So they go on their way right merrily. The pie always grows whole again by next day, and the arrows that are lost come back under their pillows. At last they get among a number of partridges, and begin to shoot them for fun ; but soon Oniym’s arrow catches in a tree just above their heads. “Brother, you’re taller than I am ; just reach me down my arrow,” says Oniym. But Onié cannot knock it down with his bow ; and when he stands on his brother’s knee, and even on his shoulder, the arrow always sways a very little out of reach. At last he gets angry, and makes a spring at it ; and straightway the arrow fastens itself to his hand and carries him off through the sky. Poor Oniym is terribly grieved to see his brother taken away. He lies down beside a tree, and says, “Never will I taste food again. It is my fault that my brother is lost.” At last he falls asleep, and he sees a big bird, thrice as big as a canoe, settle down beside him. “Now,” thinks he, “I am going to be eaten, and I deserve it.” But the bird is the Great Spirit, who cheers him on, and bids him be more obedient, and march on still towards the sun-setting. Meanwhile, after a long, long flight, his brother drops to the ground, and finds himself in the midst of winter, with snow-mountains all around him. He falls asleep ; and, awaking, sees a pair of snow-shoes by his side. They are too big ; so, after vain attempts to fit them on, he falls asleep again ; wakes again, and finds them altered to his size, but thongless ; sleeps the third time, and at his third waking finds them quite ready to put on. “He who watches over me will guard my brother also,” is the thought with which he comforts himself. At last he gets to a hut where dwell an old woman and her two daughters. “’Tis he,” says the mother, as soon as she sees Onié ; but, hiding her surprise, she bids him lie down and rest on some branches ; and while he is asleep she blacks his face, “for I don’t wish my girls to fall in love with him yet,” says she. When Weasel-catcher and Mouse-catcher (for so were her daughters named) came back and saw his black face, they burst out laughing and said, “Mother, what strange beast is that you’ve got here?” “That strange beast, as you call him, is the elect of the Great Spirit ; and you will love him as a brother.” “No, we sha’n’t have such bad taste, mamma.” So they go out to play ; and the mother washes Onié’s face, dresses his hair, wakes him, and tells him: “I have two daughters ; they will both want to marry you ; but you must not have either of them yet. Love them as sisters ; and be sure never to look at them while they are asleep.” “Why?” asks Onié. “Never ask ‘why,’ young man,” replies the mother. The girls peep in through the curtain to have a look at their mother’s monster ; but he is a monster no longer. Instead of laughing, they both cry out, “I shall have him,” and rush into the hut. “No, no,” says Onié, “be my sisters, both of you ; and I will be your brother.” Many days he lives with them in the hut, hunting and bringing home daily good store of moose or elk or white partridge. But he is not happy. He cannot help thinking of his brother. The old woman is very good to him ; she shows him over the mountains the great lake, beyond which is the happy land reserved by the Great Spirit for them that obey him. She tells him on which side of the snow-hills he must always be sure to keep when he is out hunting ; and when he asks, “Why?” she stops him with the usual, “Don’t ask why.” But one night he can’t sleep for thinking of his lost Oniym. So after lying a long time he calls out, “Sisters, are you asleep?” No answer. At last he gets up and walks about, and just then the moon shines in and shows him the two girls in the far corner of the hut. But no sooner has he looked than the frozen snow gives way, and he falls down, down, through the floor of the hut. He is lying in a hole among the snow, right on the other side of the mountain, mourning over his second disobedience, and expecting to die of hunger, when he hears a gruff voice cry, “I smell man’s flesh.” “How can we dig him out?” replies a still gruffer voice. “Go and get me the bear’s claws we saw by the roadside, and I’ll dig.” The claws are brought ; but just as Onié is dragged to the surface, they break, and he falls back again. “Go and get me that big thigh-bone we saw under the tall trees,” says the gruff voice. Meanwhile Weasel-catcher and her mother and sister are searching, disconsolate, up and down over the snow-covered hills, when suddenly they come upon a hideous monster with only one leg, one arm, and one eye, and a mouth six times as big as other peoples’. He holds a big thigh-bone in his hand ; but the three women, though terribly frightened, pluck up courage to ask if he has seen their friend. The monster grins horribly, and roars out, “Come along to my master.” So they go on, emboldened by their love for Onié. But the second monster, more hideous than the first, the moment he sees them cries with a voice that makes the trees shake, “There’s nice meat.” “Yes, very nice meat,” replies the serving monster. “Hold your tongue, it’s not meat for you,” answers his master. In an agony of fear the two girls fall down at the monster’s knees, crying, “O, don’t eat us ; we’re looking for our brother.” “Wow, wow ; I’m very hungry, and I’ve got your brother in this hole.” “Don’t eat him, dear monster,” say they, clinging to his legs. “Yes I will, unless one of you will marry me,” hissed the monster, glowering on them with his one round eye. The two sisters looked at one another ; and the monster began digging, and soon dragged poor Onié out. “Wow, wow ! there’s nice meat on him,” he roared. “Yes ; nice meat on him,” chorused the servant. “Hold your tongue ; he’s meat for your master,” replied the other, and began sharpening his knife. “Spare him, spare him. We’ll marry you,” cried the girls both at once. “No ; I’m hungry, and I mean to eat him first.” Just then was heard a mighty rushing of wings ; and the two monsters fell down as if struck with lightning. But Otelballé the Good Spirit, for it was he, seized one in each of his talons and flew off. Just then a vulture darted by, pursuing a hummingbird. “Quick, quick, girls ; kill the vulture,” says the mother. Mouse-catcher shoots it ; and the poor little humming-bird falls chilled and terrified into her bosom. They soon light a fire, warm the bird, and then, with solemn words of prayer, let it go as an offering to the Good Spirit. “Little bird, go tell the Good Spirit to bring my brother to me,” adds Onié to the form of prayer.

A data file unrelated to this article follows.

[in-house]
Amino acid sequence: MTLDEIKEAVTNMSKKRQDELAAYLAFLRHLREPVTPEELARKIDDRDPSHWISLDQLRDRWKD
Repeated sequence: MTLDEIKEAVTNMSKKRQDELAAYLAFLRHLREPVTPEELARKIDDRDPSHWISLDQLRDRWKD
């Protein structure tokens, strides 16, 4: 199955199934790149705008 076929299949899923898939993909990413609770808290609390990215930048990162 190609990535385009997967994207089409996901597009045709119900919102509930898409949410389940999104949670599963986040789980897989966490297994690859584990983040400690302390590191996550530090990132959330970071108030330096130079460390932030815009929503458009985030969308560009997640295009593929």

On, on, over the snowy hills ; till at last they find a hut in which a little child is lying asleep on a deer’s skin. “Little child, where are your parents?” asks the old woman. “There,” said the child, which had woke at the sound of her voice ; and he pointed eastward, falling asleep the moment he had done speaking. “Little sleeping child, where is my promised land?” asked Onié. “There,” said the child, pointing westward, and straightway fell asleep again. By and by they meet an old man with a bow and arrows. He gives Onié two arrows,—a male arrow for shooting the buck, a female one for shooting the doe ; “but take care the girls never get ahold of the arrows,” adds he. “Why?” asks Onié. “Never ask why, my son.” Alas, thought Onié, how constantly I keep forgetting my grandfather’s injunctions ! So they marched on and on, building a snow-hut every night, till early one morning Weasel-catcher said, “How lovely is this land ! Look at the flocks of white partridges, and the sun glinting on the frozen snow. Why should we always be moving on?” “Sister,” said the other girl, “how often our mother has told us we must never ask why !” Just then two deer showed themselves on a little knoll hard by. The girls, used to hunting all their lives, feel their fingers itch to have a shot at them. “Onié’s asleep ; why not take his arrows?” But, alas, the moment they touch them the earth opens and they both sink down into a huge cave, where they are seized by the Good Spirit, and whirled off to the sand-desert, where dwell the man-loving giants. Outside the big wigwam they see the children at play, and are taken in to the mother-giant, who receives them kindly, and seems to know all about them. “Daughters,” says she, “you have been punished for your disobedience ; but the Good Spirit has forgiven you. Come and eat.” Meanwhile Onié is heartbroken at the loss of his sisters. The mother comforts him, and tells him she is dying, and that the rest will all meet soon in the promised land. He believes her, because the truth is in the mouths of the dying. “Hope on,” says she. “You shall marry Weasel-catcher, and your brother shall marry her sister.” And so saying, she dies ; and Onié dutifully wraps her up in plantain-leaves, and sets her high up in a tree, and then lies down to sleep at its foot. Scarcely has he closed his eyes when, with a great rushing of wings, down swoops the Good Spirit’s son and comforts him in his sorrow, telling him he shall surely come to a good land, where is plenty of winter-snow and summer-shade, and rivers full of fish, and moose and deer and musk-ox, and also many beavers. “But have a care,” said he, “never to hunt the beaver after sun-down, and never to go out of the wigwam at night.” “Why?” “Don’t ask why,” replied the son of Otelballé. Onié promises obedience ; and is carried through the air and under the earth to a new land, where the big bird leaves him, bidding him push on westward, even to the great lake, and giving him a little billet of wood which he is to throw thereon, and wait to see what will happen. This time Onié does not ask ‘why,’ but marches on, and at last, on the border of the lake, meets his brother, who has been quietly moving westward, living on the good giant’s pie, and always keeping a bit for to-morrow. When their first joy at meeting again is over, Oniym says, “Eat, brother.” “Nay, first,” replies Onié, “I must do what the Spirit ordered.” So he throws the billet into the water, and it turns at once into a fine canoe.